Refine Your Search

Search Results

Viewing 1 to 8 of 8
Technical Paper

Military Rotorcraft Flight Test Safety in the Age of Joint Ventures

1999-04-13
1999-01-1437
This paper is an explanation of some of the Flight Test Safety (FTS) methods used to reduce the risk associated with military rotorcraft development. Two flight test programs are addressed, the V-22 Osprey tiltrotor and the RAH-66 Comanche helicopter. A short history of the development of each program is provided as background information. Some of the challenges and strengths of joint ventures are also identified and discussed. Four critical elements of an FTS program are identified: 1) Organizational Risk Management (ORM), 2) issue/anomaly resolution, 3) incident recording and corrective action documentation and 4) interface between FTS and other organizations. Methods used in the two programs to address these elements are reviewed and can be applied to other flight test programs.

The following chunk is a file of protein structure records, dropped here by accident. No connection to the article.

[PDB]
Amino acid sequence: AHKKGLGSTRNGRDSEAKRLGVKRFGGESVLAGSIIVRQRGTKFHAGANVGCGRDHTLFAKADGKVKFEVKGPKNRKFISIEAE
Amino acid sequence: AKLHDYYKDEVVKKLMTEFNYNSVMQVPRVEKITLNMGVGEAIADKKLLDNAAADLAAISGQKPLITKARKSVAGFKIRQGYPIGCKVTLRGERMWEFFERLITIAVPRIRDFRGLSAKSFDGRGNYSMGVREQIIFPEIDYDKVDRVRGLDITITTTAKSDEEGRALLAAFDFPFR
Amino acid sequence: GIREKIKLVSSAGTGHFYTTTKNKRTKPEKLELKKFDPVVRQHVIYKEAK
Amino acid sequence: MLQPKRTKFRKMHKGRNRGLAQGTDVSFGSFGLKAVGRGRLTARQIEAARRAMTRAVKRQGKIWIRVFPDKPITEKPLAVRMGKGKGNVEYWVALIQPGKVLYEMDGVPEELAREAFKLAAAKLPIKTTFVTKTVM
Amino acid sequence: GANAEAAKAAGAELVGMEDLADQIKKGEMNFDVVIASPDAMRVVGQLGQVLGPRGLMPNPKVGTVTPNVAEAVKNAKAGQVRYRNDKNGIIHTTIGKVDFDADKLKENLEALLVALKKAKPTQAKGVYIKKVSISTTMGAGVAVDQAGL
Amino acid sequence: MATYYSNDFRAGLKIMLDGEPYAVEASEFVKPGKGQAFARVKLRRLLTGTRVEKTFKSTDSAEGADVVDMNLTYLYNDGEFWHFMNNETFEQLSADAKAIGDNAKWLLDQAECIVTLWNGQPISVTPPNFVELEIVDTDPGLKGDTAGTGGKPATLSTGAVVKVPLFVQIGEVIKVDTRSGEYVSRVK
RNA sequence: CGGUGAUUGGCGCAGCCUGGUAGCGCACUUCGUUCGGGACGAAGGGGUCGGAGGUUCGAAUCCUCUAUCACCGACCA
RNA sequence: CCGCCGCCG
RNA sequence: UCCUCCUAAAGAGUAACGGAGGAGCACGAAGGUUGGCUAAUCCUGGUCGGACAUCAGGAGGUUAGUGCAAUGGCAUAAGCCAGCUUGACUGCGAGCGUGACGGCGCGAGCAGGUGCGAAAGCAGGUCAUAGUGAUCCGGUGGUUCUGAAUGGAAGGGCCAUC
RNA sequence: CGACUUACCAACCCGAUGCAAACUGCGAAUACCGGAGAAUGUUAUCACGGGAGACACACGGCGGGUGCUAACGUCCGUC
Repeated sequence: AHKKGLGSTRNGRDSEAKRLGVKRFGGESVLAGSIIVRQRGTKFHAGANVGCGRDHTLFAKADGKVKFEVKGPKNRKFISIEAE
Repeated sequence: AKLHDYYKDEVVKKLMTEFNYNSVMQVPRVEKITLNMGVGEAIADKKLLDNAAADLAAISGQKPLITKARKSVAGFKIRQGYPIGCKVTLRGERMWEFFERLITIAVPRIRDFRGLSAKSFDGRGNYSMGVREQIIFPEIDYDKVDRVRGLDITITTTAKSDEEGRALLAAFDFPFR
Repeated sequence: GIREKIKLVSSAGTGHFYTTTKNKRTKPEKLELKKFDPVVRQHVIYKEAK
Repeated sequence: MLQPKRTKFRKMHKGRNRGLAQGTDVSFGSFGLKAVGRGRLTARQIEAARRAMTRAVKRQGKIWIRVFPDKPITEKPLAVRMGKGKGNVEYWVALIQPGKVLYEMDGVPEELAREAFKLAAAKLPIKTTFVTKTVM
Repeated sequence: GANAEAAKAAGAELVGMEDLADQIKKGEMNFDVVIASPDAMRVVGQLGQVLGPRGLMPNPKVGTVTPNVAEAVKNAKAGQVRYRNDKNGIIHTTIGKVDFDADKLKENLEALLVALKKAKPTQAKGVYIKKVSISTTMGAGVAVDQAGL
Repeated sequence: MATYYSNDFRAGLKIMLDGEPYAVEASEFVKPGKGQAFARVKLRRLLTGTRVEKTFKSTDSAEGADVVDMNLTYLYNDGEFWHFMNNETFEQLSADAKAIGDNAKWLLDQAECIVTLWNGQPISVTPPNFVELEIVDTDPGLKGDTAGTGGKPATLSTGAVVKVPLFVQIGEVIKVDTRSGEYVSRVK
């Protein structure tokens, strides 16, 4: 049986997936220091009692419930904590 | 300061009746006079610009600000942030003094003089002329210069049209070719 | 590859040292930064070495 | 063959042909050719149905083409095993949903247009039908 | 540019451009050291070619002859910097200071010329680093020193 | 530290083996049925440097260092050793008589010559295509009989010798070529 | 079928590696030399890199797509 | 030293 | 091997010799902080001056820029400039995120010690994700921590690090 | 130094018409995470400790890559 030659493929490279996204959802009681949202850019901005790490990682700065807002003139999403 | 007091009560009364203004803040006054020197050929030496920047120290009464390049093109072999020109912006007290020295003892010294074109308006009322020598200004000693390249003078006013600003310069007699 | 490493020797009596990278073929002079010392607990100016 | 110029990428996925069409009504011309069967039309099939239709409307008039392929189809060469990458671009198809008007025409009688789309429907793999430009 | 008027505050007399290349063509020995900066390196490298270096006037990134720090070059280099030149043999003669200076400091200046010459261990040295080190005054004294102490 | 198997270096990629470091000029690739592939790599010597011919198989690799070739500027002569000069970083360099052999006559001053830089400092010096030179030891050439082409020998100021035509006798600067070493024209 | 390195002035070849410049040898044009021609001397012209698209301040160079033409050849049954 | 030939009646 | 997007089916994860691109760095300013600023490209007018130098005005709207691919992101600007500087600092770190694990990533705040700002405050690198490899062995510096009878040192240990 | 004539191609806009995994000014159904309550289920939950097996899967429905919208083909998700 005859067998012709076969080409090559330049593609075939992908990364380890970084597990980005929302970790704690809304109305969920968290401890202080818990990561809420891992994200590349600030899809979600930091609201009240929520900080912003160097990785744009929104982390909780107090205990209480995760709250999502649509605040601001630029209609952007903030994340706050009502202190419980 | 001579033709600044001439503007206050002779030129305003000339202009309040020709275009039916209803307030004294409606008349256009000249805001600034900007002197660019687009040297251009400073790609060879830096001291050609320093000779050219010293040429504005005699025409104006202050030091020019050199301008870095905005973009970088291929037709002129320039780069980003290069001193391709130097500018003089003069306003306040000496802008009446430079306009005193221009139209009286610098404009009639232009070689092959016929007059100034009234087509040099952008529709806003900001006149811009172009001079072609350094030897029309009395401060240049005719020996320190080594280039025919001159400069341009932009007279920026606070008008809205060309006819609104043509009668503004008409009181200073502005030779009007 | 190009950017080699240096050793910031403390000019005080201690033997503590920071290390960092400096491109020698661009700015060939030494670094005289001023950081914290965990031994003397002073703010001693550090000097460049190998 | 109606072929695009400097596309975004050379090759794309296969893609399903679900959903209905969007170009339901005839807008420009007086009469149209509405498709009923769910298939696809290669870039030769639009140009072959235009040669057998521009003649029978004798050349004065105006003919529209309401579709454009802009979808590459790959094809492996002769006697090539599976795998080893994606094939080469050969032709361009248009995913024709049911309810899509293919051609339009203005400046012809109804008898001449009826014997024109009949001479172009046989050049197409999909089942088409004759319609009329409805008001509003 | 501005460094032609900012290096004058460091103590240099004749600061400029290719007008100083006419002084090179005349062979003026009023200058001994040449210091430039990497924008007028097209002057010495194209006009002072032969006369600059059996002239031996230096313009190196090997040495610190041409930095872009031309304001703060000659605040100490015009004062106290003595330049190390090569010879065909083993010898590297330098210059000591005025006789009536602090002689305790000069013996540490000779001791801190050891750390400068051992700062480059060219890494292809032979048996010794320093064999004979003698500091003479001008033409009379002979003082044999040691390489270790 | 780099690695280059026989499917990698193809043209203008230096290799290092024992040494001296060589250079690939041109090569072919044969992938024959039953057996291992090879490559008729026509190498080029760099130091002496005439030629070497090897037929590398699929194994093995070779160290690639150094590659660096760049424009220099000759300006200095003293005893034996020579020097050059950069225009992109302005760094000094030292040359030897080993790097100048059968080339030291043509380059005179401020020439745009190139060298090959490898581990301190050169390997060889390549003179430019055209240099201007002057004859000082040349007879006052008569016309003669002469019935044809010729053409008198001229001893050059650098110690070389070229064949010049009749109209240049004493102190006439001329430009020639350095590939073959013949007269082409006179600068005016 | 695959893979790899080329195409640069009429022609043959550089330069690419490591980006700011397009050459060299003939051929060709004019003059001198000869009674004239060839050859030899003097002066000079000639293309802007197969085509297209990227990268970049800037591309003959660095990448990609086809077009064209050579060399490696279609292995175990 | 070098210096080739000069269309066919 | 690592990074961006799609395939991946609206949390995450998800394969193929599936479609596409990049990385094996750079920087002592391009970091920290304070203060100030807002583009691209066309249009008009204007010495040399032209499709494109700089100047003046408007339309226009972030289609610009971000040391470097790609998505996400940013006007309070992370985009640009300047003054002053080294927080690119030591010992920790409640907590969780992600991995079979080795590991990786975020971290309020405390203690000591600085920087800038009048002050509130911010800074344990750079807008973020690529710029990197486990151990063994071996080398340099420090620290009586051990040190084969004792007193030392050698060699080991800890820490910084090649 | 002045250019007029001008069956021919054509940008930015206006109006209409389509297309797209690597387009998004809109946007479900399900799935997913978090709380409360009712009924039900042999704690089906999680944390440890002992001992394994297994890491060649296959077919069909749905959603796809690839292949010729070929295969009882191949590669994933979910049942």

Technical Paper

Mission-Adaptive Wing Flight Demonstration Program

1981-10-01
811035
The AFTI/F-111 program is a full-scale-development flight test and evaluation of the mission-adaptive wing concept. This concept features variable-camber leading and trailing edge flaps that are automatically positioned to alter the wing airfoil geometry and provide best performance throughout the flight envelope. The flaps use flexible skins that are curved and positioned by internal mechanisms so that smooth airfoil contours are maintained for peak aerodynamic efficiency.
Technical Paper

Simulation Study of a Commercial Transport Airplane During Stall and Post-Stall Flight

2004-11-02
2004-01-3100